This is complicated stuff. You must (1) know the law, (2) understand the life insurance products available in the marketplace, (3) keep the policy proceeds out of the insured's estate and (4) minimize the cost of premiums. Sadly, few professionals know how to get the job done.

Let's deal with Joe's two policies one at a time.

The $2 million policy: The annual premiums were $15,349 with a cash surrender value (CSV) of $52,000. A second-to-die policy on Joe and Mary (really what they need because no estate tax is ever due until both husband and wife have gone to heaven) has a lower premium of $10,521. The decision was easy... Drop the old policy. Joe pocketed the $52,000 CSV. A new second-to-die policy for $2 million was purchased by an irrevocable life insurance trust to keep the death benefit out of their estate.

The $2.5 million policy: First, a fact... the policy was no longer needed to pay estate taxes, which were eliminated by the above planning. But when, I told Joe that the premiums could be paid by the IDT, he was on board to have the IDT buy a $2.5 million second-to-die policy on Joe and Mary (for the benefit of their kids) and, of course, it was structured to be estate tax free.

Some help with your life insurance planning: Can you guess what is the most messed up area in estate planning?... Yes! Life insurance. Wrong type of policy. Overpay premiums. Proceeds subject to estate tax. Either over insured or under insured. Actually, I could write a book.

But the following should help you determine if you are in insurance hot water and should get a second opinion:

1. You are married, have single life insurance (typically on the husband), but logic tells you second-to-die will give you more bang for your premium buck.

2. Your policy is paid up... you no longer pay out-of-pocket premiums. Guaranteed to enrich the insurance company, instead of your family. Simply use a tax-free exchange to significantly increase the death benefit, and still pay no premiums.

3. In general, (a) have more than $350,000 in CSV, (b) $3 million in coverage or (c) the policy is more than 10 years old. Old policies should be updated. Typical result -- significantly more death benefits for the same premiums dollar.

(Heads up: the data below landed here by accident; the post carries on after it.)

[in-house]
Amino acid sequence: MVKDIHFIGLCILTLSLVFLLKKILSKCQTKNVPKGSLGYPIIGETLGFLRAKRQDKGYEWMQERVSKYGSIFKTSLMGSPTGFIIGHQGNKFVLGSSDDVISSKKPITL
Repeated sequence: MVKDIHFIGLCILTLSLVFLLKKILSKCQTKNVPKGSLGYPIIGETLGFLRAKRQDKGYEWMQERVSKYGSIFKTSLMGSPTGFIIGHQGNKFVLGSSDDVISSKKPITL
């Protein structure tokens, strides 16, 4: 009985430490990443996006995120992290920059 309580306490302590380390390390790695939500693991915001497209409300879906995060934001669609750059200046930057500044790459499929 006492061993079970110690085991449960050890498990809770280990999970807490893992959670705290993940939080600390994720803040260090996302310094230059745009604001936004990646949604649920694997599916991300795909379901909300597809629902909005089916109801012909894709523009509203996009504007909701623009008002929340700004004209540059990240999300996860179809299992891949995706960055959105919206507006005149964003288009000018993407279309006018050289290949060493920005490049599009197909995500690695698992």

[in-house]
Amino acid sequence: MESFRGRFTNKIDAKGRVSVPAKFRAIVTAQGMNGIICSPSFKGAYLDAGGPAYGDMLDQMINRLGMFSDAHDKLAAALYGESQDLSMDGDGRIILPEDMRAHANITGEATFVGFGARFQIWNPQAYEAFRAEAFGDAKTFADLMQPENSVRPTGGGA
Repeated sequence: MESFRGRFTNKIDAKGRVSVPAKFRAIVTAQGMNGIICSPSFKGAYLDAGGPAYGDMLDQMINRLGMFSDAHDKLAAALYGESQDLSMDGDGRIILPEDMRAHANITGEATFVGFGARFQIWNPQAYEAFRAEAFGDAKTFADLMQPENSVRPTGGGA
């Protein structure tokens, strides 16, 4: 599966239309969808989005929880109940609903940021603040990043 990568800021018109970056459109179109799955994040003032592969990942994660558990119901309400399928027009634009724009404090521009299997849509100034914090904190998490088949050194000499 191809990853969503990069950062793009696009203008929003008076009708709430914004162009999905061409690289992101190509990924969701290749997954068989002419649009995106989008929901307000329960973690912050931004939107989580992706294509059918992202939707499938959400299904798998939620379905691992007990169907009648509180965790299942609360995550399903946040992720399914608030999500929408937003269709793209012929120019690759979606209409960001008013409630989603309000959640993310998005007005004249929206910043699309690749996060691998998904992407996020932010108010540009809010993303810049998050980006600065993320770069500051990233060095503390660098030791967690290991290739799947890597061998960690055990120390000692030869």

4. It's smart to have your insurance policies reviewed by an independent set of eyes every three years (get a second opinion).

Want to learn more?... Browse my website: www.taxsecretsofthewealthy.com. In a hurry... call Irv (847-674-5295) with your questions or concerns.


IRVING L. BLACKMAN has been practicing accounting and law more than 50 years, specializing in wealth transfer, business succession and valuation. He was a founding partner of Blackman Kllick Bartelstein LLP, CPAs, one of the largest accounting firms in the country, and is a member of the Illinois Society of CPAs, American Institute of CPAs and the American Speakers Association, among other organizations. Blackman has authored 21 books on taxation and penned hundreds of articles for trade publications. His company, Tax Secrets of the Wealthy, is headquartered in Naples, FL. He may be contacted at (847) 674-5295 or Irv@IrvBlackman.com.

Topic: Guest Columns

Articles:
  • Software Presentation Can Structure Coffee Service Sales Calls
  • The Challenge To Successful Growth Is Preserving Profitability
  • Operators Can Surpass C-Store Quality, Presentation For Micromarket Success
  • How To Use 'Trial' Questions During Your Presentation To Speed The Close
  • Market Analysts' Self-Fulfilling Prophecies Skew Coffee Prices

Copyright © 2014 Vending Times Inc. All rights reserved. 
P: (516) 442-1850 | F: (516) 442-1849 | subscriptions@vendingtimes.net
55 Maple Ave. - Ste. 304, Rockville Centre, NY 11570